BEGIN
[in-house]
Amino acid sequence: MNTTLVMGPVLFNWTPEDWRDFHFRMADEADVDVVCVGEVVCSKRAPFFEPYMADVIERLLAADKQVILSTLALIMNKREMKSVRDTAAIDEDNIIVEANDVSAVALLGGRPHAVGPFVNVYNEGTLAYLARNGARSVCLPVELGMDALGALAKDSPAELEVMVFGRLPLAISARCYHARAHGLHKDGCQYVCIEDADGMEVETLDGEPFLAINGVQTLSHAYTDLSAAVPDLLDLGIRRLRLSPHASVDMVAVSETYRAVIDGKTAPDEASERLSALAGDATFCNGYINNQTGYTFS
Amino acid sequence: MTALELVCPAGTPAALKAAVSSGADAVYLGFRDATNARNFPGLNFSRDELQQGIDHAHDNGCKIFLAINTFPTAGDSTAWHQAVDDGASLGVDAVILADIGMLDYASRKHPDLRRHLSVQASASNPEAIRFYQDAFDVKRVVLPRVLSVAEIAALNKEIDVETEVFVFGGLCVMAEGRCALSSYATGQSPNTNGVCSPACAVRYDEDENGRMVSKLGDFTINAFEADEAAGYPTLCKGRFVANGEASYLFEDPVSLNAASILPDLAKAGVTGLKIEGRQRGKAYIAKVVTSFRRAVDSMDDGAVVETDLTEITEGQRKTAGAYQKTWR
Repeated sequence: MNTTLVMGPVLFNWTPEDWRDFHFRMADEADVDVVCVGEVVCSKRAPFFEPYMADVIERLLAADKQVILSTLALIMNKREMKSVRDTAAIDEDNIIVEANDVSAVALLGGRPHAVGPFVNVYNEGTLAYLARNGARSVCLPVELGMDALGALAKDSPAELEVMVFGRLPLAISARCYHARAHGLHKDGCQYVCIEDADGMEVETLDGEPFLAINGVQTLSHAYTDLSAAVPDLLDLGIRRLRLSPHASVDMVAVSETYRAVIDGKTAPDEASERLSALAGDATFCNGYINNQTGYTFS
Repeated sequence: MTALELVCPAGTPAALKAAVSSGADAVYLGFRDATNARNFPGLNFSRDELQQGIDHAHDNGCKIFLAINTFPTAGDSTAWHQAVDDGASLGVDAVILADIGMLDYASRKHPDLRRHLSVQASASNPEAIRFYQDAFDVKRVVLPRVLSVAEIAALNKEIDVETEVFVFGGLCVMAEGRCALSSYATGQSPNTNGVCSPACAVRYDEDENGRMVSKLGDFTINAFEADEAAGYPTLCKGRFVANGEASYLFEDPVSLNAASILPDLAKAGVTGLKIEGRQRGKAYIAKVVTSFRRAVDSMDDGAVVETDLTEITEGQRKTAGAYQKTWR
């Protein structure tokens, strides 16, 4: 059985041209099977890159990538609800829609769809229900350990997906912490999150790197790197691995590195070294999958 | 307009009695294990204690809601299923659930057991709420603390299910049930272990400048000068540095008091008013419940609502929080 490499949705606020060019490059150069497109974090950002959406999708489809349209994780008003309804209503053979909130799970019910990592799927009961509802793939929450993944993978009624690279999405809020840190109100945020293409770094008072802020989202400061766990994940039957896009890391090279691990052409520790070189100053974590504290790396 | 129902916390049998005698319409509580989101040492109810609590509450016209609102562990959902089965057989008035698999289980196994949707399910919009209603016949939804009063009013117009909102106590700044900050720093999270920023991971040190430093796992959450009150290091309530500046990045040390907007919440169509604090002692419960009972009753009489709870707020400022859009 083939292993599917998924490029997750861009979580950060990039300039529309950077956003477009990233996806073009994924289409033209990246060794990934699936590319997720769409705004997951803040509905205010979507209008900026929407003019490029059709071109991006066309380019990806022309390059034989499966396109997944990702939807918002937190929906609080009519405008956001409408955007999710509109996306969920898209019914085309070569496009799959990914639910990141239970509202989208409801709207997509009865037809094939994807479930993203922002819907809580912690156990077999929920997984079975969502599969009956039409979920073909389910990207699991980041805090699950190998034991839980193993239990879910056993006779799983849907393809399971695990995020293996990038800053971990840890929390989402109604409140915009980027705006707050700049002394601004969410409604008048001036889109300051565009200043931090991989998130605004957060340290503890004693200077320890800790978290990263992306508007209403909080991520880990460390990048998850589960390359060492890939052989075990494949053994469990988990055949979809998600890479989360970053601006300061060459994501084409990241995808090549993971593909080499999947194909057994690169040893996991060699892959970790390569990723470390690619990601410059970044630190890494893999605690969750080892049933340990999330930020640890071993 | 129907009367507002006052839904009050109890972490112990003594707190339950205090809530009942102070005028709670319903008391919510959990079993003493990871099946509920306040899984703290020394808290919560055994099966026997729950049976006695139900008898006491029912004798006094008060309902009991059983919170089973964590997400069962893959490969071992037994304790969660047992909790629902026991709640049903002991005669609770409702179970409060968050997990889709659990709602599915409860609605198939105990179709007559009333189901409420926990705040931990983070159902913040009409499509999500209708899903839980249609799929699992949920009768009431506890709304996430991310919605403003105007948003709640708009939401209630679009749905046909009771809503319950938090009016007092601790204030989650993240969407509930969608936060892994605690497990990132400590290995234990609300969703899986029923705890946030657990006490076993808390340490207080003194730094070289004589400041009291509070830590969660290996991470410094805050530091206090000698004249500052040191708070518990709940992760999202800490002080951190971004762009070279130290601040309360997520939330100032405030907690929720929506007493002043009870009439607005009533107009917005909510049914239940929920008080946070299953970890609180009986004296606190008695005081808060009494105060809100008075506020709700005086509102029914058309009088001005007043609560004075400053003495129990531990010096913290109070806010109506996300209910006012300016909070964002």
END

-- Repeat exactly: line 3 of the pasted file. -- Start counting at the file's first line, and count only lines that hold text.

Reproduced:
Amino acid sequence: MTALELVCPAGTPAALKAAVSSGADAVYLGFRDATNARNFPGLNFSRDELQQGIDHAHDNGCKIFLAINTFPTAGDSTAWHQAVDDGASLGVDAVILADIGMLDYASRKHPDLRRHLSVQASASNPEAIRFYQDAFDVKRVVLPRVLSVAEIAALNKEIDVETEVFVFGGLCVMAEGRCALSSYATGQSPNTNGVCSPACAVRYDEDENGRMVSKLGDFTINAFEADEAAGYPTLCKGRFVANGEASYLFEDPVSLNAASILPDLAKAGVTGLKIEGRQRGKAYIAKVVTSFRRAVDSMDDGAVVETDLTEITEGQRKTAGAYQKTWR